US 4758306 A
A method of forming a conductive structure on a substrate by using both of the via-filling and stud-forming metallization techniques. A stud that is approximately one-half the thickness of the final stud is defined on a conductive layer. The stud-forming mask is left in place. Then the sidewalls of the mask are positively tapered, and an insulator layer is deposited on the substrate. The insulator is then etched to expose the stud forming mask, and the mask is removed. The sidewalls of the vias thus defined in the insulator layer are then positively tapered. By positively tapering both the stud mask prior to insulator deposition and the insulator via prior to metal deposition, insulator gap-fill and metal hole-fill problems are eliminated.
1. A method of forming a conductive structure on a substrate, comprising steps of:
forming masking structures having substantially vertical sidewalls on the substrate;
positively tapering said sidewalls of said masking structures;
defining an insulating layer on the substrate, said insulating layer exposing upper surfaces of said masking structures;
removing said masking structures to form vias in said insulating layer, said vias having negatively-sloping sidewalls;
positively tapering said sidewalls of said vias; and
forming a conductive layer on said insulating layer, said conductive layer filling said vias to define the conductive structure.
2. The method as recited in claim 1, wherein said masking structures are comprised of silicon nitride.
3. The method as recited in claim 1, wherein both of said positively tapering steps are carried out by sputter etching.
4. The method as recited in claim 1, wherein said insulating layer is selected from the group consisting of undoped glass, BPSG, PSG, and polyimide.
5. The method as recited in claim 4, said insulator layer is polished after deposition in the presence of an abrasive slurry.
6. The method as recited in claim 1, wherein said step of removing said masking structures is carried out by exposure to a wet etchant.
7. The method as recited in claim 6, wherein said wet etchant comprises H3 PO4.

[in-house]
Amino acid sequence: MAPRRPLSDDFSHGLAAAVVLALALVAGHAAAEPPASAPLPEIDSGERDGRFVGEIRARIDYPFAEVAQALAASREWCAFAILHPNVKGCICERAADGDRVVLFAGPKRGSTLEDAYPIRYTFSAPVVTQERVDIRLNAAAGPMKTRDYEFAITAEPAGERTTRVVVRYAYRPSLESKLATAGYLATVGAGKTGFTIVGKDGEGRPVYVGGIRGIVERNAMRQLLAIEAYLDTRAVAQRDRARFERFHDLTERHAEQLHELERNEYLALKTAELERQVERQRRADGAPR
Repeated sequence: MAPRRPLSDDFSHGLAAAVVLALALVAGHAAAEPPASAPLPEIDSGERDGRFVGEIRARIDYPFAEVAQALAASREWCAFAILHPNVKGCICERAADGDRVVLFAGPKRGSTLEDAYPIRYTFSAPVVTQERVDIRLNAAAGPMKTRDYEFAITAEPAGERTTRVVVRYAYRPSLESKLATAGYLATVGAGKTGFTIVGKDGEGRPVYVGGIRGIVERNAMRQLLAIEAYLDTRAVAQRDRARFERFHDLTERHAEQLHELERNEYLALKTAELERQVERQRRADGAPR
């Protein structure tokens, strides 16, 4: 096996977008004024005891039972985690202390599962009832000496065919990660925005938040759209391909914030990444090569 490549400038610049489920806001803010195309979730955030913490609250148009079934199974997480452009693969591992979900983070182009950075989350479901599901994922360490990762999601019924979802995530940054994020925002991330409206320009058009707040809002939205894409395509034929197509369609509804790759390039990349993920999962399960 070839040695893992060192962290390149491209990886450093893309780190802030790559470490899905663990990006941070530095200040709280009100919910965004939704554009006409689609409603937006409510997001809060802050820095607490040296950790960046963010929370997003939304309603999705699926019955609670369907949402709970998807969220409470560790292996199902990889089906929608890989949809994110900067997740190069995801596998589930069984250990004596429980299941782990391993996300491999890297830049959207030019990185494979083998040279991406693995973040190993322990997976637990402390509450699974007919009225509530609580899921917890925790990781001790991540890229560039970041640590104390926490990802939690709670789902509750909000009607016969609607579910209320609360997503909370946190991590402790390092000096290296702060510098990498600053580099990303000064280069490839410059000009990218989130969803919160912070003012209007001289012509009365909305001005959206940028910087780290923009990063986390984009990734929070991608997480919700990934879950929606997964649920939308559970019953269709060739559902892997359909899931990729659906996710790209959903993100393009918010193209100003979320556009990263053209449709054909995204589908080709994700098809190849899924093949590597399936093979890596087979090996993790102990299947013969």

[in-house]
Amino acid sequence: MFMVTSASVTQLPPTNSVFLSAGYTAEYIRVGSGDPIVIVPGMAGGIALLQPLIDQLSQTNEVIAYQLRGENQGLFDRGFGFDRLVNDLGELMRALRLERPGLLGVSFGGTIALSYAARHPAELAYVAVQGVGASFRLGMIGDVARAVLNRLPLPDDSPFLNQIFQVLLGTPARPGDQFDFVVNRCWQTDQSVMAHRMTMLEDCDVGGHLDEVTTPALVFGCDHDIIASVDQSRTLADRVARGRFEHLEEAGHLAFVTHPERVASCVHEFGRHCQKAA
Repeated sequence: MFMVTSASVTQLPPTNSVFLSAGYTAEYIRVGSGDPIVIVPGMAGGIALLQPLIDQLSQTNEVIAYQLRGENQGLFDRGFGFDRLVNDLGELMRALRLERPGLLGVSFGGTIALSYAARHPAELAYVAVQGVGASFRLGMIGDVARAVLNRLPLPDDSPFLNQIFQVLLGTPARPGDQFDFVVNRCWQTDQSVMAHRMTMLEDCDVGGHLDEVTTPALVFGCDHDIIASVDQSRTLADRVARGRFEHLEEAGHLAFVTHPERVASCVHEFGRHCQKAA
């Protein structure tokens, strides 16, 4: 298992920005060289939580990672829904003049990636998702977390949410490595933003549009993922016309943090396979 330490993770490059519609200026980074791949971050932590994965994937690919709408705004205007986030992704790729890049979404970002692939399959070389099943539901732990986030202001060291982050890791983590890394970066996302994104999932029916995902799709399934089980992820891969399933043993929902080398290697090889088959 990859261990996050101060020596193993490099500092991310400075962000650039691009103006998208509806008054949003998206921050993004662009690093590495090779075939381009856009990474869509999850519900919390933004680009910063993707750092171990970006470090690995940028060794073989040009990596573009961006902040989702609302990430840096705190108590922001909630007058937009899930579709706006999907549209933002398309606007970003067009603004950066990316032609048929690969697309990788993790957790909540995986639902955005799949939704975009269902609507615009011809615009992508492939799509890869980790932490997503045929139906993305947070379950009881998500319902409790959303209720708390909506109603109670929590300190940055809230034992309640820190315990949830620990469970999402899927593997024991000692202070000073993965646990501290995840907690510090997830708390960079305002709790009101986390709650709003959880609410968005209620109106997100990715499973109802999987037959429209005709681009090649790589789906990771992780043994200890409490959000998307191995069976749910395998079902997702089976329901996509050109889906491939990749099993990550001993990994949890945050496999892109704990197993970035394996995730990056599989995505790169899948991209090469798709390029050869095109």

8. A method of forming conductive studs on a substrate, comprising the steps of
depositing a first conductive layer on the substrate;
defining stud masks having substantially vertical sidewalls on said first conductive layer;
patterning said first conductive layer through said stud masks, remaining portions of said first conductive layer beneath said stud masks partially defining the conductive studs;
etching said stud masks so that said sidewalls of said stud masks have a positive slope;
depositing an insulator layer on the substrate, said insulator layer covering said stud masks;
etching said insulator layer so as to expose upper surfaces of said stud masks;
removing said stud mask without appreciably attacking adjacent portions of said insulator layer, to define vias having negatively-sloping sidewalls in said insulator layer, said vias exposing said remaining portions of said first conductive layer; and
etching said sidewalls of said vias to form positively-sloping sidewalls;
depositing a second conductive layer on said insulator layer, said second conductive layer filling said vias to define the conductive studs in combination with said remaining portions of said first conductive layer.
9. A method of forming a conductive structure on a substrate, comprising the steps of:
depositing a first conductive layer on the substrate;